My son smiling at his beloved War Hammer figures.

A good few years ago, an Australian dramaturg I know stated the obvious (dramaturgs are good at that, and, damn it, someone has to do it); love first, then disaster, he said with power and panache as if it were a profound elemental truth of the world in general. I’m going unpack what the statement means, and then I’m going to point out the obvious—we don’t use this piece of advice enough when we are writing.

My most recent mistake in not paying enough attention to this advice of “Love first. Then Disaster” was in the initial draft of my latest play Here We All Are. Assembled. It is an odd play, for sure, set in a strangely unremarked dystopian landscape—everyone involved just takes it as read that the world about is in ruins and there is nothing to be done about it— and featuring two rather appalling no-hopers. During the course of the play, one or both of them is bound to die after their outpost encampment is infiltrated by a ravenous creature. Ok, a strange play. But no matter how strange the story, the question must be asked why should the audience care if these two live or die?

After reading it, my friend asked this same question. Heads up; it is an important thing for your audience/readership/listener to care deeply about the fate of the characters. This is not news to you, I’m sure. But so often we assume the audience will care about our characters, simply because…because what?  the character is human? The character looks pathetic?  The characters are funny? nope. witty? uh-uh. good-looking? oh, please.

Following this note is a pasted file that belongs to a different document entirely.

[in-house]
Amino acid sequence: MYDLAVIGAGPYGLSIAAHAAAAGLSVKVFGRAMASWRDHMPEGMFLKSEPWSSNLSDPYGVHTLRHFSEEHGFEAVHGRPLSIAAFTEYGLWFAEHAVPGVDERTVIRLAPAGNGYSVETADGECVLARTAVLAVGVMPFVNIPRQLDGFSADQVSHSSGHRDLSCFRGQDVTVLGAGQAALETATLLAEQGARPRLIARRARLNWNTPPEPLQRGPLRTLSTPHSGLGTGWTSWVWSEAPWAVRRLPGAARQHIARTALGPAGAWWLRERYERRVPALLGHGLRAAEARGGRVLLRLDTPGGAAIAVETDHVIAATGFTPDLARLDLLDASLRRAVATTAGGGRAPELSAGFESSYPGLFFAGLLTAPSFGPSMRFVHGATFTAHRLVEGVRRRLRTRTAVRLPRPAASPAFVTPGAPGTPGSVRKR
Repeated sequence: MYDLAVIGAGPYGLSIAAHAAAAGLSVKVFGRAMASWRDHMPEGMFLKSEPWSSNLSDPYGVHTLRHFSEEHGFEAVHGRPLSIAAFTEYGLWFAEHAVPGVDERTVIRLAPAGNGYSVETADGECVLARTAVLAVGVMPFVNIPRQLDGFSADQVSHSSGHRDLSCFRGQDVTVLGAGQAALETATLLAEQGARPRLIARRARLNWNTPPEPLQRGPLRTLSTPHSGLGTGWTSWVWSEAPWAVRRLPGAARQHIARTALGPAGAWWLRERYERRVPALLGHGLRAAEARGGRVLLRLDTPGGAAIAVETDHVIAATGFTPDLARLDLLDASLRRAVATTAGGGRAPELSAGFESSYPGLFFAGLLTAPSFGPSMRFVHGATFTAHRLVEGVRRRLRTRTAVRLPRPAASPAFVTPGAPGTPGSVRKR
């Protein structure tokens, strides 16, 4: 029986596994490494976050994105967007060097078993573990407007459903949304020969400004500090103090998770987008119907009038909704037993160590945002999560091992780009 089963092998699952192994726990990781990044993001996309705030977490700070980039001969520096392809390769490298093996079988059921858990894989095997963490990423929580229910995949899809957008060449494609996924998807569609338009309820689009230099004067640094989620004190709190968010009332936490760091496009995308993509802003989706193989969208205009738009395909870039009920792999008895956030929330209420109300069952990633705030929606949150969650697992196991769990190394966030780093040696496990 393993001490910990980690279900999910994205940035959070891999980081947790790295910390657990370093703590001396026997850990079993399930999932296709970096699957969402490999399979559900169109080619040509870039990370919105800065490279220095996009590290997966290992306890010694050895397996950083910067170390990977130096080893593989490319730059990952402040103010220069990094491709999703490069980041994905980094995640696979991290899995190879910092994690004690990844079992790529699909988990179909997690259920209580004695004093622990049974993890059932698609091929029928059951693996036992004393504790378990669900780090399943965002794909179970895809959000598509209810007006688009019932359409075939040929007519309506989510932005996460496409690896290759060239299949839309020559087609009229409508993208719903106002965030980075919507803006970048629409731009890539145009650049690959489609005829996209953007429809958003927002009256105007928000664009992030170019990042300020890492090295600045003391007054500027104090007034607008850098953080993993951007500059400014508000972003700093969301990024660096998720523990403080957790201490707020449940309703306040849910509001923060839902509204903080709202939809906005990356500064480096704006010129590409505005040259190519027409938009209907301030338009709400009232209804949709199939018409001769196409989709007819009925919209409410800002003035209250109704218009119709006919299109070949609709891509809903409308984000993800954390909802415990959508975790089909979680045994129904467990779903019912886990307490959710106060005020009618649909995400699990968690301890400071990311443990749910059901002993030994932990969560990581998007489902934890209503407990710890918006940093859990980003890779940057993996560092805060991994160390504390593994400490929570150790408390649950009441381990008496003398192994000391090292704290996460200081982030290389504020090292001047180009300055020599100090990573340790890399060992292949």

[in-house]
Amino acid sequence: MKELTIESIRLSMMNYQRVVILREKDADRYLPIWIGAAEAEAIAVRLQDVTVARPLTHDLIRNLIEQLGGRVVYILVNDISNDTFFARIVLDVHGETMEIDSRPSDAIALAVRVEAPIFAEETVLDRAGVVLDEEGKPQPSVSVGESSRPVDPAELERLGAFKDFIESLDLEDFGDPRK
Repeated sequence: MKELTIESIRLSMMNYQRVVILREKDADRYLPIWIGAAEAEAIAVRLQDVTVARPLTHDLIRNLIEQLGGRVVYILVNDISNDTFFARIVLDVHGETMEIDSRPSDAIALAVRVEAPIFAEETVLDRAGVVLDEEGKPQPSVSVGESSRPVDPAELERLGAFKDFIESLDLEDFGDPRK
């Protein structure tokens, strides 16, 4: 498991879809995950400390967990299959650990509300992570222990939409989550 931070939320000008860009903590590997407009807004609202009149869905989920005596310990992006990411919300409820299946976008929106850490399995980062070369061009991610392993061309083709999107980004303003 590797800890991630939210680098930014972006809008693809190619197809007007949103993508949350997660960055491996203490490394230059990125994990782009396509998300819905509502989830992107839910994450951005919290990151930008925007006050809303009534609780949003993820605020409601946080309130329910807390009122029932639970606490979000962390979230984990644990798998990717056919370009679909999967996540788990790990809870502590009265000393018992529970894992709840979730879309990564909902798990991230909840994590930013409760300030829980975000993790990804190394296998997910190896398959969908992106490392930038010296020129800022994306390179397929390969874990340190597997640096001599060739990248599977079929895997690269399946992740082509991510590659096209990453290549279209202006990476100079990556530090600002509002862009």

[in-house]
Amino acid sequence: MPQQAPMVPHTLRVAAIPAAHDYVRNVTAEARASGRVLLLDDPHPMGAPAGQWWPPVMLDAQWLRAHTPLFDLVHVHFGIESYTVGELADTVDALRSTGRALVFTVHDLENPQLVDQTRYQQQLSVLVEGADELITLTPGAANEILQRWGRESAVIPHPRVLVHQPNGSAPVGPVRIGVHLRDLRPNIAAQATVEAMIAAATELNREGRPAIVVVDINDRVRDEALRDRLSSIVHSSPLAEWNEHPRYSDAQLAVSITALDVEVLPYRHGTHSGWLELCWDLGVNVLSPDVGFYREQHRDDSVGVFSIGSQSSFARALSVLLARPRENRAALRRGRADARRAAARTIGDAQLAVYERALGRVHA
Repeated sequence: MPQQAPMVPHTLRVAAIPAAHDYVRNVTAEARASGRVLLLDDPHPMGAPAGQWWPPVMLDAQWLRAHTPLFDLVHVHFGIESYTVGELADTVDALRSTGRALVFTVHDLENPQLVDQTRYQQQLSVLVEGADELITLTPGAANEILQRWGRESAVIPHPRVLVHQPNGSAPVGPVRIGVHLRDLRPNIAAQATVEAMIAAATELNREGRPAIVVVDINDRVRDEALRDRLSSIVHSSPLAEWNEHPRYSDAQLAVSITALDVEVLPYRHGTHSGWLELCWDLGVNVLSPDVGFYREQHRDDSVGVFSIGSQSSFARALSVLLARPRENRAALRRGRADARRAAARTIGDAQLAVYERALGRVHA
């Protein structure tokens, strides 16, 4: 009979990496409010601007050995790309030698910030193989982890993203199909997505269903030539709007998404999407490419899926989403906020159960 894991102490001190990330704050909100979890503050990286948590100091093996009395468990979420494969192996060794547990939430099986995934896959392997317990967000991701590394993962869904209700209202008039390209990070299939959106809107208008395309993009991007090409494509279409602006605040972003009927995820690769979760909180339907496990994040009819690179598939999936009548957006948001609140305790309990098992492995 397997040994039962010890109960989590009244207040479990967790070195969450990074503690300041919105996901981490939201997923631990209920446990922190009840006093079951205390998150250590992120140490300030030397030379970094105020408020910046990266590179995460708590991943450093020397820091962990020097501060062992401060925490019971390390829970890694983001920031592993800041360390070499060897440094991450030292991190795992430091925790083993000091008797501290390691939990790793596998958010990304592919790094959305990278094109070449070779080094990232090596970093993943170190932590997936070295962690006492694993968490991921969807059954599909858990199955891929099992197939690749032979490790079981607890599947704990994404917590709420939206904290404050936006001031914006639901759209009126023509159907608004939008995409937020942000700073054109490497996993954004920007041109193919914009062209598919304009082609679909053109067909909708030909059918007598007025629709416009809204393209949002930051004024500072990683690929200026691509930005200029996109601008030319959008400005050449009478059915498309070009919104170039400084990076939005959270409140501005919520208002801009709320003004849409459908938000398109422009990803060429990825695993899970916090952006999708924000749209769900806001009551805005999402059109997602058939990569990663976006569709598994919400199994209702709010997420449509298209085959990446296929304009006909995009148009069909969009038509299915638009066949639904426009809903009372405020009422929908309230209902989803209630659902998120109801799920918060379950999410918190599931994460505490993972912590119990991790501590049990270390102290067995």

Your audience will only care about the fate of the main characters if they see the beauty or the depth of the relationship between the characters— and if they see the love and vulnerability of the main character.

If you’ve ever read the first Hunger Games novel or seen the first film, you will remember that Katniss Evergreen suffers disaster very early in the story; her beloved little sister, Primrose, is chosen to fight the Hunger Games. What happens next propels the whole story forward; Katniss volunteers to go to the hunger games in her sister’s place.

If the author had not given Katniss and Primrose a beginning relationship of love, demonstrated by the way in which Katniss feeds and protects her sister in a hostile environment of their hometown at the beginning of the novel, that moment of sacrifice when Katniss volunteers to take Primrose’s place would be so much less powerful, perhaps even unbelievable. The driving force of Katniss’ actions is her love of family. Show the love first to make the disaster matter more.

Say it again. Show the love first to make the disaster matter more.

So when my trusted friend pointed out that my two whacky characters in Here We All Are Assembled lacked demonstrated love in the first instance, I refuted—sure they do. Can’t you tell? But on closer inspection, you couldn’t tell. Foolishly, I had assumed my audience would assume the love between them simply because I had put them together on stage surrounded by danger. I went back and allowed the showing (hey, not telling) of their mutual love and vulnerability prior to the disaster of being invaded by a disruptive creature who spelt their doom.

The advice is solid. It applies to all manner of stories and perhaps your own. Without the audience understanding what precious things could be lost should disaster strike, they simply don’t invest emotionally when disaster does inevitably arrive.

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